College: 8 Things You Will Actually Take With You

6:30:00 PM

College students hear this all of the time-- "We are preparing you for the real world."  What does this even mean?  What "real world" were our professors talking about?  Lacking complete certainty of my career path, I spent a lot of time wondering what I would actually use after college..... what I would actually take with me.  If you find yourself wondering the same things, I think I have some helpful insight.

1.  Be aware of your habitual working style.  Some of us procrastinated all through college, waiting until the night before a due date to begin an assignment.   Some of us would finish a week's worth of assignments ahead of time.  Some of us felt that a D equals diploma.  Some of us petitioned until that A- became an A.  The best predictor of future behavior is past behavior..... and your working style is something you will likely carry with you into your career.
My favorite professor at the business school, Professor Metcalfe.
2.  Build strong communication with your professors.  Consider professors like your boss.  They have more power, more authority, and are responsible for giving you feedback that you can use to improve your performance.  Your boss is the same thing.  Set up meetings with your professors, bring ideas to the table, and don't be afraid to speak up.  You will use the same principles with your future boss or manager.

3.  Lean into your weaknesses.  It's easy to lean on your strengths, but in the long run, eliminating as many weaknesses as you can makes you a well-rounded, valuable employee.  Personally, I always felt insecure about math.  I try to lean heavily on math at work every day so that it doesn't become a limitation.  In college I would recommend focusing on subjects that you lack confidence in and foresee as potential limitations.
4. Force yourself to go to the awkward [and totally contrived] networking events.  While they seem really silly and like a total pain, they will help you become more eloquent when you encounter awkward situations in business... which you will!  The more times you face uncomfortable situations, the more comfortable you will become with them.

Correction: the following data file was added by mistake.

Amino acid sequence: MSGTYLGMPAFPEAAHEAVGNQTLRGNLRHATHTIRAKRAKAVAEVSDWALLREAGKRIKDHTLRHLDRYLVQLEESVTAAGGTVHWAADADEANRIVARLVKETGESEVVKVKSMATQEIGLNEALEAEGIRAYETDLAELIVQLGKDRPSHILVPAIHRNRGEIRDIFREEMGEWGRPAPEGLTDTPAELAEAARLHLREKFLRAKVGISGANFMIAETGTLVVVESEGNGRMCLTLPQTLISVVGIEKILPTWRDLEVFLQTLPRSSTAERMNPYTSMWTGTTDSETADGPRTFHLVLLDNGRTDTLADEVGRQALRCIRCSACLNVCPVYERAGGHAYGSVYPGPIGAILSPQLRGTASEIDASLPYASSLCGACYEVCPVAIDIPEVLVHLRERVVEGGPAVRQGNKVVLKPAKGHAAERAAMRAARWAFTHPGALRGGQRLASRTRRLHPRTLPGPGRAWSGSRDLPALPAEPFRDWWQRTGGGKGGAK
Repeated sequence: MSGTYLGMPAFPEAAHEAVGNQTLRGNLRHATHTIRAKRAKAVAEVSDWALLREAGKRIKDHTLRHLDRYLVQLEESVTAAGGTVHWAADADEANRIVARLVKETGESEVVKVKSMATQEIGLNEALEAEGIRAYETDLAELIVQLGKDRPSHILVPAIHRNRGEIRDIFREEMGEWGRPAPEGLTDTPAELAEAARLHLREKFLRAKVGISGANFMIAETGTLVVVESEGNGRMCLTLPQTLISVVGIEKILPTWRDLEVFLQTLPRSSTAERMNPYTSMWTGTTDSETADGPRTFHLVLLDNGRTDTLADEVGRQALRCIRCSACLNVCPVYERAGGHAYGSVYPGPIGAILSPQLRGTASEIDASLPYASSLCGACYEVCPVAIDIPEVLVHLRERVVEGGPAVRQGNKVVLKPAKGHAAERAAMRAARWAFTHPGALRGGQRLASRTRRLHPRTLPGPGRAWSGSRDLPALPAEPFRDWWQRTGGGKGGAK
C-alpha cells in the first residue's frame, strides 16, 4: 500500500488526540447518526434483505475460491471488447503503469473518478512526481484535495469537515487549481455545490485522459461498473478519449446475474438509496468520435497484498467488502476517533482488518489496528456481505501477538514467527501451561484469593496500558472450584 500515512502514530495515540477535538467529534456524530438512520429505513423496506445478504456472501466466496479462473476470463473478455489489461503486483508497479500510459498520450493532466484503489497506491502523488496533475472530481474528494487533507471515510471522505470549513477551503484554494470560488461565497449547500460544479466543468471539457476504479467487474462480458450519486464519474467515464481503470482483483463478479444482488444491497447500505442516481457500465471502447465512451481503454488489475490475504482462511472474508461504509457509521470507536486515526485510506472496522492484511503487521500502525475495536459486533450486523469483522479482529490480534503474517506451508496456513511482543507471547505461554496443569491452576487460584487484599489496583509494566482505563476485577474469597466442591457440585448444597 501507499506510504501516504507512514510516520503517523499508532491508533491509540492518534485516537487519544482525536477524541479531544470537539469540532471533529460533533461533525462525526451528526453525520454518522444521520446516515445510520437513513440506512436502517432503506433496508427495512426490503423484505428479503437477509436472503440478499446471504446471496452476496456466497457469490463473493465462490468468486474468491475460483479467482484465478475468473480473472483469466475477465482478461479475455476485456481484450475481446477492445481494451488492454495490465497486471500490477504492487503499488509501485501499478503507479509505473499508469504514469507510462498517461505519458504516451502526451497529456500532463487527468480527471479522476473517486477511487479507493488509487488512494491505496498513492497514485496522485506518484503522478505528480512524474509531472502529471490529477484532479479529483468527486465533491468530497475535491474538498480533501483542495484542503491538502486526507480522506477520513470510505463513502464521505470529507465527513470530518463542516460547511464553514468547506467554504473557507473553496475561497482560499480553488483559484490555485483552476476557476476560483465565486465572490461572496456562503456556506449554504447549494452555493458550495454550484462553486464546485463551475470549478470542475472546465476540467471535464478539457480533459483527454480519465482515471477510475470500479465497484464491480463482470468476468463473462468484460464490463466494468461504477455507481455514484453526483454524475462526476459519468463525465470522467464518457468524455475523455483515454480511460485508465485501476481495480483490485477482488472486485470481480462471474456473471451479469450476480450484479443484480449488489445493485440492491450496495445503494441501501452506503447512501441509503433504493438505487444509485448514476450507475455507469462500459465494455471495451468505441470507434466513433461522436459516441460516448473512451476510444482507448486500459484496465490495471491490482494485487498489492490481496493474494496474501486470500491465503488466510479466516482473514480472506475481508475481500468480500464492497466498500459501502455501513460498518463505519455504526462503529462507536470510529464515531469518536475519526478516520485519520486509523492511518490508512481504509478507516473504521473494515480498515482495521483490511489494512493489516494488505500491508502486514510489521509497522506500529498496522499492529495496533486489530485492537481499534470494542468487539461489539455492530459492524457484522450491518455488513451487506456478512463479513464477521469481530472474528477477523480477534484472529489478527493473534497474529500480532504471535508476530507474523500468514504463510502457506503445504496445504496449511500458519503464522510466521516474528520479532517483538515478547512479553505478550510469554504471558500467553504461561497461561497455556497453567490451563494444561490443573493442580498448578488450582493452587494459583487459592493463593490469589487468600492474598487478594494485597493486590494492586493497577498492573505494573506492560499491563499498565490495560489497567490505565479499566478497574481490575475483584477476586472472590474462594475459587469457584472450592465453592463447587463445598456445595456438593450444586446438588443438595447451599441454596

5. Get help job-searching before you graduate. Job-searching is a much easier when you have a career center 20 feet away.  Furthermore, your professors are great resources, as many of them have worked 10-20+ years before going into education.  My alma mater had business school professors from many Fortune 500 companies or who were on the Board of Directors at such companies.  This could at least get you a conversation. 
6. Practice a work-life balance.  In college, you essentially determine your schedule.  In your career, usually you don't.  Figure out your balance now, as it will only be harder to figure out in the future.  What are priorities?  Do you know that you work smarter when you exercise for 30 minutes a day?  Do you know you need to give yourself and your significant other 1 night a week to have dinner and reconnect?  Do you know that the Bachelorette is a necessary part of Monday nights in order to help you sleep well?

7. Excel, Excel, and Excel.  If you don't know Excel and you are in college, then PLEASE do yourself and your future employer a favor and take some excel-centric classes.... computer science, computer skills for business, etc.  While it may seem very dry, it offers a SERIOUS return on your investment of time.  I wish I would have taken more excel courses.  Excel is like a magic wand.  It's capabilities are endless.  And the more "spells" you know how to do, the more power you have.

8.  Fine tune your "people-reading" skills in relationships.   In college it's easy to casually "date" people and "hang out" as you please, but after college, your free time is valuable, and you don't want to waste this precious time with losers who detract from your quality of life.  Harsh?  Nah. I'm serious!  Know what kind of person you're dealing with before you invest your personal life with them.  Are they trustworthy?  Do they attract drama?  Are they simply attention-seekers?  Do you know you'll gel well with them, or do you know you'll butt heads?

Hope this is inspiring or helpful if you are heading back to college this fall!

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